Thais use a lot of wood to construct buildings that contain no wood. Scaffolding, concrete forms and the supports which hold a floor in place until the concrete hardens are all made of wood. The supports arrive pre-cut to the necessary length. That’s helpful because the supports are spindly tree trunks, not finished lumber. First time I saw them in use I realized that they must get reused from site to site. Here is a shot of them in use.
The house under construction two lots down from my apartment has reached the stage where the wooden supports and forms are no longer needed, so they dumped them in the lot next door. Carefully dumped, in seperate piles for each type. Then a few workers began sorting some of the piles into two adjacent ones. In the second photo below, the piles labeled A and B were originally one pile.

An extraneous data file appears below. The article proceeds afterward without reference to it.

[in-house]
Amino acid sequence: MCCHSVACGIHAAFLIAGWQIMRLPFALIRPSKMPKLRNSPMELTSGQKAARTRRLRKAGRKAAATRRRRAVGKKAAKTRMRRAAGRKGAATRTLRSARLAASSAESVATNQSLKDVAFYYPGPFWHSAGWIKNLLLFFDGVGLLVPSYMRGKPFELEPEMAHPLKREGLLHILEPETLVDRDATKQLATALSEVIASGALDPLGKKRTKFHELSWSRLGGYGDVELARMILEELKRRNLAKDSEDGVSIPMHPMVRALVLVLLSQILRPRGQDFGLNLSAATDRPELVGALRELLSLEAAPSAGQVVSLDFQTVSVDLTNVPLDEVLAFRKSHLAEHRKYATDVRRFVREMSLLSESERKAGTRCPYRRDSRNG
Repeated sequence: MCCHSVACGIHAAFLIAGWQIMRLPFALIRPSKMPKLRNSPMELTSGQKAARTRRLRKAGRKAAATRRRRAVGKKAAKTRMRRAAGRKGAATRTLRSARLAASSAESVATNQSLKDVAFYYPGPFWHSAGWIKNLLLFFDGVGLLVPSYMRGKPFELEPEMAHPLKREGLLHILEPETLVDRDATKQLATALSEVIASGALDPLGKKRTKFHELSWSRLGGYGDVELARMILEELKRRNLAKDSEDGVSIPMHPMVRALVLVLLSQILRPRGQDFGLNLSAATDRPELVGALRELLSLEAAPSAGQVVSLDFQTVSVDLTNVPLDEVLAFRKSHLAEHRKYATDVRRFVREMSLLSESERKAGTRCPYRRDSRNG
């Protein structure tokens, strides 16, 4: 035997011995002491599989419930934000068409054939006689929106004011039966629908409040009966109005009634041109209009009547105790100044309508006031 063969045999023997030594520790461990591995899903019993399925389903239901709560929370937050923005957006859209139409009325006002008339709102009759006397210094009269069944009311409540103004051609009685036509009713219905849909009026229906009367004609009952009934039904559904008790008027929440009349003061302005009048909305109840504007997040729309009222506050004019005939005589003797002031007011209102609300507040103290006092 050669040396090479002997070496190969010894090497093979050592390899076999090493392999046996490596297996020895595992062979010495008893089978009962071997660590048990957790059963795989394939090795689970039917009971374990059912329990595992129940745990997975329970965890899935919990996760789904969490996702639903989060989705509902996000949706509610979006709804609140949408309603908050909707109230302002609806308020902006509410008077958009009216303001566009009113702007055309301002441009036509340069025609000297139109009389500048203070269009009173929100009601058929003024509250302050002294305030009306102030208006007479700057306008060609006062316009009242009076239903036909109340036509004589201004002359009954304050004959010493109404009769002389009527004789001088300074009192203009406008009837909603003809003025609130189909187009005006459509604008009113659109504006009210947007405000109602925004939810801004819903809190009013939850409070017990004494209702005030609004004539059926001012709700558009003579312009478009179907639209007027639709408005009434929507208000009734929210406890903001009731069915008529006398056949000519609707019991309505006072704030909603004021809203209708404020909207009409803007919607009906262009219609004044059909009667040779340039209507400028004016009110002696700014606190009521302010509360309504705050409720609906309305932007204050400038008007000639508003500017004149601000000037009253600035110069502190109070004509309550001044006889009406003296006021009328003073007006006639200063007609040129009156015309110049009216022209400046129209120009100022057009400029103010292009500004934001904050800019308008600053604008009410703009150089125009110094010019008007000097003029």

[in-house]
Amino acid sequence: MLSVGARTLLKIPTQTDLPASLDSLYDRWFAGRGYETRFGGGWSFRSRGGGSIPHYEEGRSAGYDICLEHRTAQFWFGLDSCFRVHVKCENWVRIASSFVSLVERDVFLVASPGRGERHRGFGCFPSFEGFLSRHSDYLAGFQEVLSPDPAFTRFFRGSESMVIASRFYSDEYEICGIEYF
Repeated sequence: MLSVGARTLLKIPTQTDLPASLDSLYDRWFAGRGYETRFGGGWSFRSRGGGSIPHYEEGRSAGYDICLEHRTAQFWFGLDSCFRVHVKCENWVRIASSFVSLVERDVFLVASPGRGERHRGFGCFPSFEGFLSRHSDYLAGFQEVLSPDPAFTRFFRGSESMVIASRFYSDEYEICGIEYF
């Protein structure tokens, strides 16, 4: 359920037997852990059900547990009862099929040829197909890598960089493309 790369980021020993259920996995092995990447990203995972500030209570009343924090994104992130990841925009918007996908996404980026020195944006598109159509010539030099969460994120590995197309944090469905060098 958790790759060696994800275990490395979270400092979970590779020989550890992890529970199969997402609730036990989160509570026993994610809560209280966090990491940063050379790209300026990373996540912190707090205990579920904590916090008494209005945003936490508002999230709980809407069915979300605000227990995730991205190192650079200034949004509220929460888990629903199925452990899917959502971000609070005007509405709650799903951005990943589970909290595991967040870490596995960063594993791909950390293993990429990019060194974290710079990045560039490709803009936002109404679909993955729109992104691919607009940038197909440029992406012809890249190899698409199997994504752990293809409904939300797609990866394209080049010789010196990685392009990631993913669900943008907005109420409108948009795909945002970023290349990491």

The next morning I heard a truck being loaded and saw that the newly sorted piles were being loaded. That’s when I realized this wasn’t a staging area or a recycling station, it was a used lumberyard. Subsequent customers didn’t receive the same treatment. If they wanted the best parts of a pile, they had to cull the good from the bad on their own before loading. I wonder if this process means that the next time the vertical tree trunk supports are used to hold up the framework of a building floor where fresh concrete is being poured, that the supports are the worse ones left over from the last job. Which were the worst ones left over from the job before that, etc., etc.